13. Subchronic administration of short-acting naltrexone has no effect on striatal dopamine transporter availability, food intake or body weight gain in rats.

    PubMed

    Zaaijer, Eline R; de Bruin, Kora; la Fleur, Susanne E; Goudriaan, Anna E; van den Brink, Wim; Booij, Jan

    2015-03-01

    The opioid receptor antagonist naltrexone is successfully used in the treatment of opioid and alcohol dependence. However, questions have been raised about possible anhedonic side effects, because the opioid system is directly involved in hedonic responses to natural rewarding activities, possibly due to its indirect effects on the striatal dopamine transporter (DAT). In order to test this hypothesis, 30 rats were randomized to either a 10-day treatment with 3 mg/kg short-acting naltrexone or vehicle. No significant differences between the groups were found in striatal DAT availability, cumulative food intake (for 48 or 72 h), body weight gain and abdominal fatpad weight. Thus, the results of this study suggest that (sub)chronic treatment with short-acting naltrexone does not induce possible anhedonic effects. However, it cannot be ruled out the anhedonic effect of naltrexone is only short-lived and thus not detected in the current study. Therefore, future studies are needed to study possible acute anhedonic effects at several time points shortly after short-acting naltrexone administration and to directly compare the possible anhedonic effects of long-acting with those of short-acting opioid antagonists.

  14. Distinct cortical and striatal actions of a β-arrestin-biased dopamine D2 receptor ligand reveal unique antipsychotic-like properties.

    PubMed

    Urs, Nikhil M; Gee, Steven M; Pack, Thomas F; McCorvy, John D; Evron, Tama; Snyder, Joshua C; Yang, Xiaobao; Rodriguiz, Ramona M; Borrelli, Emiliana; Wetsel, William C; Jin, Jian; Roth, Bryan L; O'Donnell, Patricio; Caron, Marc G

    2016-12-13

    The current dopamine (DA) hypothesis of schizophrenia postulates striatal hyperdopaminergia and cortical hypodopaminergia. Although partial agonists at DA D2 receptors (D2Rs), like aripiprazole, were developed to simultaneously target both phenomena, they do not effectively improve cortical dysfunction. In this study, we investigate the potential for newly developed β-arrestin2 (βarr2)-biased D2R partial agonists to simultaneously target hyper- and hypodopaminergia. Using neuron-specific βarr2-KO mice, we show that the antipsychotic-like effects of a βarr2-biased D2R ligand are driven through both striatal antagonism and cortical agonism of D2R-βarr2 signaling. Furthermore, βarr2-biased D2R agonism enhances firing of cortical fast-spiking interneurons. This enhanced cortical agonism of the biased ligand can be attributed to a lack of G-protein signaling and elevated expression of βarr2 and G protein-coupled receptor (GPCR) kinase 2 in the cortex versus the striatum. Therefore, we propose that βarr2-biased D2R ligands that exert region-selective actions could provide a path to develop more effective antipsychotic therapies.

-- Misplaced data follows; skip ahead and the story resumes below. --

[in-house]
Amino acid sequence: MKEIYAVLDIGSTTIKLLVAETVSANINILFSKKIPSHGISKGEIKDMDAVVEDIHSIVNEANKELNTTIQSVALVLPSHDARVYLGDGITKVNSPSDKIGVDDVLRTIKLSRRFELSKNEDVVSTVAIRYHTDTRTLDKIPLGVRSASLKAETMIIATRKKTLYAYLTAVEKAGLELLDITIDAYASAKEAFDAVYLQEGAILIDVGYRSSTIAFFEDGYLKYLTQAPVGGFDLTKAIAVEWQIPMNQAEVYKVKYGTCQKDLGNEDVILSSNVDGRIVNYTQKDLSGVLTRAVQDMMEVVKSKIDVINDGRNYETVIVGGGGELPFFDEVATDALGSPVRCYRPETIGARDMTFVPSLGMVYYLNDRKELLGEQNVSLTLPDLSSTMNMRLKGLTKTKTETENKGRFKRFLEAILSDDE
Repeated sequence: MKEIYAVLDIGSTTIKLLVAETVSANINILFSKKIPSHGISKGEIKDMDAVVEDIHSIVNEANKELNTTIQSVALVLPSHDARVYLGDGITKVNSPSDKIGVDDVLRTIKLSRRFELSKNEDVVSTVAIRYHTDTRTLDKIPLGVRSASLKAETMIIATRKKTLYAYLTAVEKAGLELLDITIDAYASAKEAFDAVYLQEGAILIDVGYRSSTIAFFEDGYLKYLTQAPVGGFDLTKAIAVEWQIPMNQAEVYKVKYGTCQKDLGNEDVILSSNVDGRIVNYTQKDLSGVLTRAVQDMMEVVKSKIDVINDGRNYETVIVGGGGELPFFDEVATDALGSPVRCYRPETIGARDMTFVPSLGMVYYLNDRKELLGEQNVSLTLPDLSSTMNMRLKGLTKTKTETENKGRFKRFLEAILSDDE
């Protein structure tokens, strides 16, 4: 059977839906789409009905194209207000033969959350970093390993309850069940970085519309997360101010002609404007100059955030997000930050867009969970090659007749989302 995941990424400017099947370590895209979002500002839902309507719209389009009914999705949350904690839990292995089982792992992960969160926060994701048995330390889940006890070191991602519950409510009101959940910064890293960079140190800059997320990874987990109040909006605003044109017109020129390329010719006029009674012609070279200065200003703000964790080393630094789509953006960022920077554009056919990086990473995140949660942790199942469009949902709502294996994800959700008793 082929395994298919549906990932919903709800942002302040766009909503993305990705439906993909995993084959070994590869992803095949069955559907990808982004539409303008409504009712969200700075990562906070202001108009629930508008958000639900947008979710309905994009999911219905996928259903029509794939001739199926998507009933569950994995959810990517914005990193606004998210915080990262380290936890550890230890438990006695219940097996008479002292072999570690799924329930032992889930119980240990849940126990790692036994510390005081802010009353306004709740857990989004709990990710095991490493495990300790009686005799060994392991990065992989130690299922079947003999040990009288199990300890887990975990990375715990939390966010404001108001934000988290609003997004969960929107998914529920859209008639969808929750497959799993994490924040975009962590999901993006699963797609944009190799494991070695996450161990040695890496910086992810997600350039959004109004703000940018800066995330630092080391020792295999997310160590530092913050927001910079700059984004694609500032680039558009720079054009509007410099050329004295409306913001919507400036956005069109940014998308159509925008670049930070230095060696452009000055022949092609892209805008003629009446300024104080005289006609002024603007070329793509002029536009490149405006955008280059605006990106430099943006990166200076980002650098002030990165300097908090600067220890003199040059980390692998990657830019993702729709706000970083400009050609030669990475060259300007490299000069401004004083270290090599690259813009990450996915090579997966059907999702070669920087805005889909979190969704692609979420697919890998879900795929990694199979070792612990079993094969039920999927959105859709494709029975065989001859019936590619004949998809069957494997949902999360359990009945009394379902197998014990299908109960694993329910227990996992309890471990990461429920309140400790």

15. Distinct cortical and striatal actions of a β-arrestin–biased dopamine D2 receptor ligand reveal unique antipsychotic-like properties

    PubMed Central

    Urs, Nikhil M.; Gee, Steven M.; Pack, Thomas F.; McCorvy, John D.; Evron, Tama; Snyder, Joshua C.; Yang, Xiaobao; Rodriguiz, Ramona M.; Borrelli, Emiliana; Wetsel, William C.; Jin, Jian; Roth, Bryan L.; O’Donnell, Patricio; Caron, Marc G.

    2016-01-01

    The current dopamine (DA) hypothesis of schizophrenia postulates striatal hyperdopaminergia and cortical hypodopaminergia. Although partial agonists at DA D2 receptors (D2Rs), like aripiprazole, were developed to simultaneously target both phenomena, they do not effectively improve cortical dysfunction. In this study, we investigate the potential for newly developed β-arrestin2 (βarr2)-biased D2R partial agonists to simultaneously target hyper- and hypodopaminergia. Using neuron-specific βarr2-KO mice, we show that the antipsychotic-like effects of a βarr2-biased D2R ligand are driven through both striatal antagonism and cortical agonism of D2R-βarr2 signaling. Furthermore, βarr2-biased D2R agonism enhances firing of cortical fast-spiking interneurons. This enhanced cortical agonism of the biased ligand can be attributed to a lack of G-protein signaling and elevated expression of βarr2 and G protein-coupled receptor (GPCR) kinase 2 in the cortex versus the striatum. Therefore, we propose that βarr2-biased D2R ligands that exert region-selective actions could provide a path to develop more effective antipsychotic therapies. PMID:27911814

  16. Enhancing effect of taurine in the rat caudate spindle. II. Effect of bilateral 6-hydroxydopamine lesions of the nigro-striatal dopamine system.

    PubMed

    Hashimoto-Kitsukawa, S; Okuyama, S; Aihara, H

    1988-10-01